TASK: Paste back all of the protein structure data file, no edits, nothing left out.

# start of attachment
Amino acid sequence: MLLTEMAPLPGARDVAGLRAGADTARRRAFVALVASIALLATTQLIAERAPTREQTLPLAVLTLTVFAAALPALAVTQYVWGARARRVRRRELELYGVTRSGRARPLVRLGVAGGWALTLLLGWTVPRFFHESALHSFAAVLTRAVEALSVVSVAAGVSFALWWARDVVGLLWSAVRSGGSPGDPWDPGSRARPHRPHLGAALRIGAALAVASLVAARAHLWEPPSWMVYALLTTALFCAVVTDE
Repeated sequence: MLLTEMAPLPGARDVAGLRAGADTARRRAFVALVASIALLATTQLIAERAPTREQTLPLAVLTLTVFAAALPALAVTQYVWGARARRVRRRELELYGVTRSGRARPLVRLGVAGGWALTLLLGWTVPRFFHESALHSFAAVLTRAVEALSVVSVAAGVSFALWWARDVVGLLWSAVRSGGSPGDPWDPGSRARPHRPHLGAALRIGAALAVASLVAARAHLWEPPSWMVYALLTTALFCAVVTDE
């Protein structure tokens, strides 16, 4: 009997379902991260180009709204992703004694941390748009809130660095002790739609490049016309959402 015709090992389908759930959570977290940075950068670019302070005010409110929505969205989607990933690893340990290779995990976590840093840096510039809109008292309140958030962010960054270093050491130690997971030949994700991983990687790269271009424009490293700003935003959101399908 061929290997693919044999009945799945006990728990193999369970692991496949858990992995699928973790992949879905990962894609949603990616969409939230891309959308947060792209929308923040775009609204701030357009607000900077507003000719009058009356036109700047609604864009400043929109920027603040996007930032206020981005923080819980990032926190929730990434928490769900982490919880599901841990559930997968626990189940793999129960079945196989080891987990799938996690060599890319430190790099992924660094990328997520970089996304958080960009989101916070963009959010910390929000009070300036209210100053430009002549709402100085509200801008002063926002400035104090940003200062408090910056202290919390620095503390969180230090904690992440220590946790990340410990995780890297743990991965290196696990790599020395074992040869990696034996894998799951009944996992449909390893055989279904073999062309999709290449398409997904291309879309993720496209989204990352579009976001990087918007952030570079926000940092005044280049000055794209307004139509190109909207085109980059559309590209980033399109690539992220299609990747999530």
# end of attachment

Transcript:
Amino acid sequence: MLLTEMAPLPGARDVAGLRAGADTARRRAFVALVASIALLATTQLIAERAPTREQTLPLAVLTLTVFAAALPALAVTQYVWGARARRVRRRELELYGVTRSGRARPLVRLGVAGGWALTLLLGWTVPRFFHESALHSFAAVLTRAVEALSVVSVAAGVSFALWWARDVVGLLWSAVRSGGSPGDPWDPGSRARPHRPHLGAALRIGAALAVASLVAARAHLWEPPSWMVYALLTTALFCAVVTDE
Repeated sequence: MLLTEMAPLPGARDVAGLRAGADTARRRAFVALVASIALLATTQLIAERAPTREQTLPLAVLTLTVFAAALPALAVTQYVWGARARRVRRRELELYGVTRSGRARPLVRLGVAGGWALTLLLGWTVPRFFHESALHSFAAVLTRAVEALSVVSVAAGVSFALWWARDVVGLLWSAVRSGGSPGDPWDPGSRARPHRPHLGAALRIGAALAVASLVAARAHLWEPPSWMVYALLTTALFCAVVTDE
């Protein structure tokens, strides 16, 4: 009997379902991260180009709204992703004694941390748009809130660095002790739609490049016309959402 015709090992389908759930959570977290940075950068670019302070005010409110929505969205989607990933690893340990290779995990976590840093840096510039809109008292309140958030962010960054270093050491130690997971030949994700991983990687790269271009424009490293700003935003959101399908 061929290997693919044999009945799945006990728990193999369970692991496949858990992995699928973790992949879905990962894609949603990616969409939230891309959308947060792209929308923040775009609204701030357009607000900077507003000719009058009356036109700047609604864009400043929109920027603040996007930032206020981005923080819980990032926190929730990434928490769900982490919880599901841990559930997968626990189940793999129960079945196989080891987990799938996690060599890319430190790099992924660094990328997520970089996304958080960009989101916070963009959010910390929000009070300036209210100053430009002549709402100085509200801008002063926002400035104090940003200062408090910056202290919390620095503390969180230090904690992440220590946790990340410990995780890297743990991965290196696990790599020395074992040869990696034996894998799951009944996992449909390893055989279904073999062309999709290449398409997904291309879309993720496209989204990352579009976001990087918007952030570079926000940092005044280049000055794209307004139509190109909207085109980059559309590209980033399109690539992220299609990747999530």